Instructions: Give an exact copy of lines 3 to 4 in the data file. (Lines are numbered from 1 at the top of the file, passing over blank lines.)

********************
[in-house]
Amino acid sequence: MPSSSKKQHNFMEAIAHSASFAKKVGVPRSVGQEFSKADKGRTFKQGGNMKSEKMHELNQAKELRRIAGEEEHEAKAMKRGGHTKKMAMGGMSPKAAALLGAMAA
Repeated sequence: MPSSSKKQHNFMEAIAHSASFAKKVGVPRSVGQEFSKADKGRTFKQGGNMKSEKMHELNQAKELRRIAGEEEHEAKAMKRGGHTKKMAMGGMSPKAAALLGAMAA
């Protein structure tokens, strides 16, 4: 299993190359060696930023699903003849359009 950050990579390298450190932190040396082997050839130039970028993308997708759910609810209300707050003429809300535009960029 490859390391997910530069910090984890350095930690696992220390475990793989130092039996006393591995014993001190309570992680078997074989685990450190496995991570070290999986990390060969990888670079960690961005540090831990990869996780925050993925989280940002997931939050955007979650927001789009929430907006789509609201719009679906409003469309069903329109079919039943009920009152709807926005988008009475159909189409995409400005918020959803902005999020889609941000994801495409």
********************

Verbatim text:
Repeated sequence: MPSSSKKQHNFMEAIAHSASFAKKVGVPRSVGQEFSKADKGRTFKQGGNMKSEKMHELNQAKELRRIAGEEEHEAKAMKRGGHTKKMAMGGMSPKAAALLGAMAA
């Protein structure tokens, strides 16, 4: 299993190359060696930023699903003849359009 950050990579390298450190932190040396082997050839130039970028993308997708759910609810209300707050003429809300535009960029 490859390391997910530069910090984890350095930690696992220390475990793989130092039996006393591995014993001190309570992680078997074989685990450190496995991570070290999986990390060969990888670079960690961005540090831990990869996780925050993925989280940002997931939050955007979650927001789009929430907006789509609201719009679906409003469309069903329109079919039943009920009152709807926005988008009475159909189409995409400005918020959803902005999020889609941000994801495409």